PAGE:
“It’s an impressive record,” Colbert said. “He has progressively been getting better week after week, so it’s not unrealistic to think he may go higher (tomorrow) at All-States. While there’s a good chance of it, winning the state championship is such an emotional rush, so maintaining focus mentally would be a challenge. But at this point, nothing would surprise me with him.”
Stevens said he’s aiming for 14 feet tomorrow, a height he has never successfully cleared. As it stands now, clearing 14 feet would make him one of just three to do so in any division’s Massachusetts State Championship meet this year.
Stevens is seeded fifth for tomorrow’s meet and will test his record-setting performance last week against the best athletes that Massachusetts has to offer. Seeds are awarded in dependence with qualifying jump heights at the State Championship meet. While his seed may appear underwhelming, his potential to finish on top should not be overlooked.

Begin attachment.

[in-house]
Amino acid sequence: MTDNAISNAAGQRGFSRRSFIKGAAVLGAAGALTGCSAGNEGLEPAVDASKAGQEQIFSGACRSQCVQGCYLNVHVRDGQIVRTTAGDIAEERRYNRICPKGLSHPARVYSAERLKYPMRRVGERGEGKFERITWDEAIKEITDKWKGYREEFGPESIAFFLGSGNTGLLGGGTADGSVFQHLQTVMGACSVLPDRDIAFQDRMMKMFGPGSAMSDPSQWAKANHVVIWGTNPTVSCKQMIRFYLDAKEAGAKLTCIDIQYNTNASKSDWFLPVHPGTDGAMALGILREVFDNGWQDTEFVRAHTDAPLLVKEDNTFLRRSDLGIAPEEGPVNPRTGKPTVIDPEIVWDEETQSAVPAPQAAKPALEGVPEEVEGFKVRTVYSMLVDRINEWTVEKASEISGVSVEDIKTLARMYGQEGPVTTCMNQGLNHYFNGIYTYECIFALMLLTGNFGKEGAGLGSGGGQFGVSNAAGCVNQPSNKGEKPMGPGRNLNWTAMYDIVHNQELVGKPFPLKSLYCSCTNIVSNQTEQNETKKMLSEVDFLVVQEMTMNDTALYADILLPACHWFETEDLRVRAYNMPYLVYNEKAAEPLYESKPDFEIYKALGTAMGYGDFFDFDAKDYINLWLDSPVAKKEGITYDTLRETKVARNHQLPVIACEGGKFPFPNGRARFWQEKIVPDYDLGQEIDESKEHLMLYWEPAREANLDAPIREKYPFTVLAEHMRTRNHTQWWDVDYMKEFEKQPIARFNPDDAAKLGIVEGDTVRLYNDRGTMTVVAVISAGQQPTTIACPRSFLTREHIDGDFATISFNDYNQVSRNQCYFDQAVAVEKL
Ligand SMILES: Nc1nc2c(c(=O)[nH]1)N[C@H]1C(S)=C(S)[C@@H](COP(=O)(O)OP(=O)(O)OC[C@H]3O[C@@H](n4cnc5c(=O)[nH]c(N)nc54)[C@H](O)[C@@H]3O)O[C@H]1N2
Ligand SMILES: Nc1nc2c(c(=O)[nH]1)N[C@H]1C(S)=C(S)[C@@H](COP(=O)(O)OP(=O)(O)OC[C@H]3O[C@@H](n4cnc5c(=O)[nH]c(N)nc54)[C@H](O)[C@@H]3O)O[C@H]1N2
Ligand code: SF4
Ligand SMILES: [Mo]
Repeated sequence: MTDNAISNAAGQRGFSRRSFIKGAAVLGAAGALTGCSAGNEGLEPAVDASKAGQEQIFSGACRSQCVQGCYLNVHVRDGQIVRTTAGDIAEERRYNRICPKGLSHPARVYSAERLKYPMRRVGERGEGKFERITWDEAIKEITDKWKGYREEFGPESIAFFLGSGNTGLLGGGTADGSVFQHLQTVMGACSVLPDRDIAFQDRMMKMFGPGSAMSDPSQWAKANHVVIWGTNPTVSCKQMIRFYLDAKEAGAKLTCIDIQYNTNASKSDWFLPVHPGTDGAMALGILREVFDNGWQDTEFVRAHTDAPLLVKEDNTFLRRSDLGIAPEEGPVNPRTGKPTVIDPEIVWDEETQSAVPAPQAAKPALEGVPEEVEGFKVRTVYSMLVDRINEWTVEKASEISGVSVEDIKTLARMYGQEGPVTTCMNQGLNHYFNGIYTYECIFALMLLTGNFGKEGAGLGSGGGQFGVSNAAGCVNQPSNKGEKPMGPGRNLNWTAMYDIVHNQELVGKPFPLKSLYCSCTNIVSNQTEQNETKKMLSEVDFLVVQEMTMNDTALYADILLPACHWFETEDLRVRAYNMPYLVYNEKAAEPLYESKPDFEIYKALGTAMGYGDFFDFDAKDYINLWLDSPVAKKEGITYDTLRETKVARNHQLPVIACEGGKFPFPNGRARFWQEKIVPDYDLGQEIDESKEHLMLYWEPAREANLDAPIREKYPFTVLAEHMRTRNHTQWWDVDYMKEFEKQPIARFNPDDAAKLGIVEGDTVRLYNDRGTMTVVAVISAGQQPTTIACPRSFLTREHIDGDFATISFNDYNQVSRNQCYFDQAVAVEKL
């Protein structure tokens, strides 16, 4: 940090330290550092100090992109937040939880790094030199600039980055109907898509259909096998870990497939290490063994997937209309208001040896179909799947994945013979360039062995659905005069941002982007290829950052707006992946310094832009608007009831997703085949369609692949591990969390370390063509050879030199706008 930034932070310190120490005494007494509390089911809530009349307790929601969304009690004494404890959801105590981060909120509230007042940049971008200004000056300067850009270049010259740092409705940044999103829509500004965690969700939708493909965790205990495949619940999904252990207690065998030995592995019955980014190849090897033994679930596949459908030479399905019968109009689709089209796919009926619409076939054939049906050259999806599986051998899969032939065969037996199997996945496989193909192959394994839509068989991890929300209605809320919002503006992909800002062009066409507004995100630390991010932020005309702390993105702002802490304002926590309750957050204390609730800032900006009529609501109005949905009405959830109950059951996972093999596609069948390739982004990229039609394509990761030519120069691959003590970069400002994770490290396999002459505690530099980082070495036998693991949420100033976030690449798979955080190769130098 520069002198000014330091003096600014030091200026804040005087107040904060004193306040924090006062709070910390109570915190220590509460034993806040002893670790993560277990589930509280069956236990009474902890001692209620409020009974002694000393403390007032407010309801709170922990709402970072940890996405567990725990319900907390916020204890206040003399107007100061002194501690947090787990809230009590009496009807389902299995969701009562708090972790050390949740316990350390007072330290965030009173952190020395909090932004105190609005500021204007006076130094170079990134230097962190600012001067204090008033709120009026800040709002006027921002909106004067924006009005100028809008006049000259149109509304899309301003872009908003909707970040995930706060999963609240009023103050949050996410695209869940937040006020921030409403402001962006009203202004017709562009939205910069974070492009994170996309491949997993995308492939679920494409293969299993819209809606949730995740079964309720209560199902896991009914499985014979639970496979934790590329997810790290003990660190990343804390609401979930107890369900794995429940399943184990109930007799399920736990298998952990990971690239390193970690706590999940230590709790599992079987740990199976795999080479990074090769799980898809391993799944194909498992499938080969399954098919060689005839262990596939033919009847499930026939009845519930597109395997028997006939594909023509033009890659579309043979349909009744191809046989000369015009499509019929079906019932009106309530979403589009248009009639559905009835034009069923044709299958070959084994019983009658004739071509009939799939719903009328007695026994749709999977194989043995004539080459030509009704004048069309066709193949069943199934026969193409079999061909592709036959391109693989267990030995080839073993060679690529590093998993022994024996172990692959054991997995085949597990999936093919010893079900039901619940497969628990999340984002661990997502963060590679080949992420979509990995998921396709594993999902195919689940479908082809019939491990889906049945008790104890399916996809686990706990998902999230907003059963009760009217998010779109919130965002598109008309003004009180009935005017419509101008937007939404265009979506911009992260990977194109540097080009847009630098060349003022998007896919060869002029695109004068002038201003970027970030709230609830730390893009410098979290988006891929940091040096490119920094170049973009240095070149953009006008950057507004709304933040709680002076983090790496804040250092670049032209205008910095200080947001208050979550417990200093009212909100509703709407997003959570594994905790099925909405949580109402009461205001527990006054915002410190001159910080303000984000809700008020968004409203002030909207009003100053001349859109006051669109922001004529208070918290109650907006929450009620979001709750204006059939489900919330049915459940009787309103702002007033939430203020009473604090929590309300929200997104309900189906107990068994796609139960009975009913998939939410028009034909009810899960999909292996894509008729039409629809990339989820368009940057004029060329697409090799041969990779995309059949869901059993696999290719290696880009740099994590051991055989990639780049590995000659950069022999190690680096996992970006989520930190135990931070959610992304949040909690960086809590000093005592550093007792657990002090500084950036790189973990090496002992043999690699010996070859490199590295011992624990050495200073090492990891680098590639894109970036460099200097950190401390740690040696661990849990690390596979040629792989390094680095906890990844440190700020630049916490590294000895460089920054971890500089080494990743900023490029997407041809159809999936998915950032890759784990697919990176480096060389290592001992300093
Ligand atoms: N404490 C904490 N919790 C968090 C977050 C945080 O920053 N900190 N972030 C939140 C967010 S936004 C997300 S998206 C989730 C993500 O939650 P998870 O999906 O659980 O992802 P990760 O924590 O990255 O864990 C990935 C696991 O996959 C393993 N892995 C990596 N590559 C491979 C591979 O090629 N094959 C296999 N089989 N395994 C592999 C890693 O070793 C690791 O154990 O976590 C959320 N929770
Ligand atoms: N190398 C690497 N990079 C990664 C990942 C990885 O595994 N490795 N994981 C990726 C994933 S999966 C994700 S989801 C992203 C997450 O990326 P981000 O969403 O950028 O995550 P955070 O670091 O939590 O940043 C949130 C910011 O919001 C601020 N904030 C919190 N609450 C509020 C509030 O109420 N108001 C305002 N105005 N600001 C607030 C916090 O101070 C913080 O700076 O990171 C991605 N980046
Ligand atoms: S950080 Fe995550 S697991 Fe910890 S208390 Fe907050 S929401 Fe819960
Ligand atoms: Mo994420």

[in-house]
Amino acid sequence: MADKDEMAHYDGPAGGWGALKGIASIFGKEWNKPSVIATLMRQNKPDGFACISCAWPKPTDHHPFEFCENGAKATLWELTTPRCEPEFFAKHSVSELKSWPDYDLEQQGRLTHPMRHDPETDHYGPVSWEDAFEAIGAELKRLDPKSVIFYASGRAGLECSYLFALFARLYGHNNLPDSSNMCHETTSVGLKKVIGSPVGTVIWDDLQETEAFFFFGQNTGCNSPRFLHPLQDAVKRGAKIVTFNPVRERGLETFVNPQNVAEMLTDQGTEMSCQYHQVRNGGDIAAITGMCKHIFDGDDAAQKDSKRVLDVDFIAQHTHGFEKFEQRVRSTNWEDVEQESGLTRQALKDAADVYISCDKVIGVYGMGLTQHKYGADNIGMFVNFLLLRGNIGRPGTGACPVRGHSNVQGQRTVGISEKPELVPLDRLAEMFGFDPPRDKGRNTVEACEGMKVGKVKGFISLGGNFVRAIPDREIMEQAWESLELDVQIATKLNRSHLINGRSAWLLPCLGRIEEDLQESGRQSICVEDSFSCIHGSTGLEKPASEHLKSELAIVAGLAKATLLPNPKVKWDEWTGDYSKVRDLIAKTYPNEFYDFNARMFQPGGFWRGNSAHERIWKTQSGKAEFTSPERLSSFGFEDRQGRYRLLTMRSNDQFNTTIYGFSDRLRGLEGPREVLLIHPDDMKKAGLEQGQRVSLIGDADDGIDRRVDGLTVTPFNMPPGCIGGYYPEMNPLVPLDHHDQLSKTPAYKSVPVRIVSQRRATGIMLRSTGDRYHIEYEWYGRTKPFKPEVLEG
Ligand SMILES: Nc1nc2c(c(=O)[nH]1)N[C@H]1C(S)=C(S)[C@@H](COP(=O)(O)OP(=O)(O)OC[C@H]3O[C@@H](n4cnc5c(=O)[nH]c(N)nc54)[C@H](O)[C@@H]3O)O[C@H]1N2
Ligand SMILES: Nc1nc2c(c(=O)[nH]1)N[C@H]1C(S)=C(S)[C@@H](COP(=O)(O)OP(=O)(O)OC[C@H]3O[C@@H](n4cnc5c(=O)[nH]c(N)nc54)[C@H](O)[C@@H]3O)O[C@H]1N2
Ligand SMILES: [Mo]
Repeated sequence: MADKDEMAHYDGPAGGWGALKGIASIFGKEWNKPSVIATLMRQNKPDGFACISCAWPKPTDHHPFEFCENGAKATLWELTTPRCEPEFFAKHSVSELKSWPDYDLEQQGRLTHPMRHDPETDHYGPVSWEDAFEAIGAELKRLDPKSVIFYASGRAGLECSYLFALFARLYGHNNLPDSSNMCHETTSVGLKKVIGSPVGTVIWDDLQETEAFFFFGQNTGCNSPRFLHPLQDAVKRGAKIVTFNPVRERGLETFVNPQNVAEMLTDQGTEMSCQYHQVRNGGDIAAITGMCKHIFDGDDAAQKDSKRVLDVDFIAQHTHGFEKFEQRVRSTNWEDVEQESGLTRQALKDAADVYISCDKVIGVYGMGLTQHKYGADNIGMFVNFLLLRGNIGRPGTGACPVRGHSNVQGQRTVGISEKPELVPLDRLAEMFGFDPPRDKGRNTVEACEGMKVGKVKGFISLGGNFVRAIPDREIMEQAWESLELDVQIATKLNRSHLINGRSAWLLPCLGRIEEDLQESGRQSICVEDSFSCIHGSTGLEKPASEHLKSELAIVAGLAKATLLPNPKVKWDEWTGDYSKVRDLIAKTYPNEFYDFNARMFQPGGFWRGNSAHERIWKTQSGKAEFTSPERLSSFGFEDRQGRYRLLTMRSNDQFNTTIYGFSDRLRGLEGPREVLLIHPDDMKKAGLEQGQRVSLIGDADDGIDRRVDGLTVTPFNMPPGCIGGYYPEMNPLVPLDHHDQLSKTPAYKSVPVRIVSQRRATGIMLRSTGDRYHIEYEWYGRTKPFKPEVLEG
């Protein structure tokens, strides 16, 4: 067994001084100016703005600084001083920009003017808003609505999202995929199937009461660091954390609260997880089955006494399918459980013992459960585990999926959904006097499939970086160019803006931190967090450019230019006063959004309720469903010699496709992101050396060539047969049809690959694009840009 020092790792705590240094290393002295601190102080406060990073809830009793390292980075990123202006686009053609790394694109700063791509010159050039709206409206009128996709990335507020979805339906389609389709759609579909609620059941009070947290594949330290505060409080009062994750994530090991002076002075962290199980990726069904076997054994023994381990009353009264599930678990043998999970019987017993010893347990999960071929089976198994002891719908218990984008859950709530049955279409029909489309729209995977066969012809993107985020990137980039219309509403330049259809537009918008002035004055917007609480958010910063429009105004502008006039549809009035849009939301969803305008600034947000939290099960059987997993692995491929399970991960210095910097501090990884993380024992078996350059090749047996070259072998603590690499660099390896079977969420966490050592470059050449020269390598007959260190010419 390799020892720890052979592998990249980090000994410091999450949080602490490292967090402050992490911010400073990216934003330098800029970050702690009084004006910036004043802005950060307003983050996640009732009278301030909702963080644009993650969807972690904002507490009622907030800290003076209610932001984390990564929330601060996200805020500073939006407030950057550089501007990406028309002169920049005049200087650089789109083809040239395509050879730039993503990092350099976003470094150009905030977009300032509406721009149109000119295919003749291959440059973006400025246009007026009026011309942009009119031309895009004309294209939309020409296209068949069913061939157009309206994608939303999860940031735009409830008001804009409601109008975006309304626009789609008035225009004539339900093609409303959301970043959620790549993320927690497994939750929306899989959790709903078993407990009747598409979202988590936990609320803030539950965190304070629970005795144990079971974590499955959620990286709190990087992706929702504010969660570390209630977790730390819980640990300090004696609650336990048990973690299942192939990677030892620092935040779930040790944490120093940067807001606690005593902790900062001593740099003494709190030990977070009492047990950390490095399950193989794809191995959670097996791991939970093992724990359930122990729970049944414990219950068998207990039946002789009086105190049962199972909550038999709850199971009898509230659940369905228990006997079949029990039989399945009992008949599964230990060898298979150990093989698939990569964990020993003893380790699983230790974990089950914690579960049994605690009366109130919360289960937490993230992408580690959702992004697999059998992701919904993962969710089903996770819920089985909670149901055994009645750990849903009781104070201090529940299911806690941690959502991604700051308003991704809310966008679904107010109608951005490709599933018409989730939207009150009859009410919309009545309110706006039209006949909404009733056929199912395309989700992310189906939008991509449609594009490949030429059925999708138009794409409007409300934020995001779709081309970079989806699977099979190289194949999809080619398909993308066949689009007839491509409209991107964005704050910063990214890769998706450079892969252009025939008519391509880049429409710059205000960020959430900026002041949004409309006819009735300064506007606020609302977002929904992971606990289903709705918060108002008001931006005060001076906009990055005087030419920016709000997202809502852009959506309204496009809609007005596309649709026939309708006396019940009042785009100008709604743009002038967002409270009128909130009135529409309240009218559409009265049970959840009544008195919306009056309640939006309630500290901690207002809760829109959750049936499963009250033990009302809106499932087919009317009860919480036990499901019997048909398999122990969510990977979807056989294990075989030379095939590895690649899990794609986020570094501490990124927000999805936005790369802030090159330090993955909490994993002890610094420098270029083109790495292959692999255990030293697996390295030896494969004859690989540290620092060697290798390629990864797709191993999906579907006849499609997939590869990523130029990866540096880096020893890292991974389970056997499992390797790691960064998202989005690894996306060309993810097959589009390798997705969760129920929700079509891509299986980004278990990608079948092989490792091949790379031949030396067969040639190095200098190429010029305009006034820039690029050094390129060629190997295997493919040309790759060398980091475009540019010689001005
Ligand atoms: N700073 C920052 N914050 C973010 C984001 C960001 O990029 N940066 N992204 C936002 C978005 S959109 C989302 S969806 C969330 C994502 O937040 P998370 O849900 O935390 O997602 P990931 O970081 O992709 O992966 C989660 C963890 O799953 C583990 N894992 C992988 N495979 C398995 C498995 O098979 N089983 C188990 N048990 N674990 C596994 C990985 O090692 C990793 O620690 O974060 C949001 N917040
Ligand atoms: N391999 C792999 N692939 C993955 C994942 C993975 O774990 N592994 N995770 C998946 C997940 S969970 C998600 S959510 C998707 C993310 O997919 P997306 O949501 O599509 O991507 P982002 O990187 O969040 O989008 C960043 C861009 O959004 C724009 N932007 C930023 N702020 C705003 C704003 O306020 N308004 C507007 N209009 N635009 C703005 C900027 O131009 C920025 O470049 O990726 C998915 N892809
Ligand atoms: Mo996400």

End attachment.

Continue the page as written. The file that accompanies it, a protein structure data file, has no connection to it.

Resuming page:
While Stevens cleared 13-71/2, the state’s top seed belongs to Greenfield’s Vladimir Popusoi, who cleared 15 feet this season, which currently stands three inches shy of the All-State meet record set in 2012.
Though the desire to improve on an individual basis has been a major influence, Stevens’ team has reaped the benefits of his hard work as well. While he enjoys the benefits in the form of awards, titles and records, his team enjoys his contribution to its point total as well as its reputation. Though Triton finished the season with a less-than-stellar 2-6 record, Stevens has yet to lose at the pole vaulting event through nine meets.
“We pretty much knew going into every meet that we would win the pole vault,” Colbert said. “He didn’t lose all season long. It’s a nice feeling to have as a coach.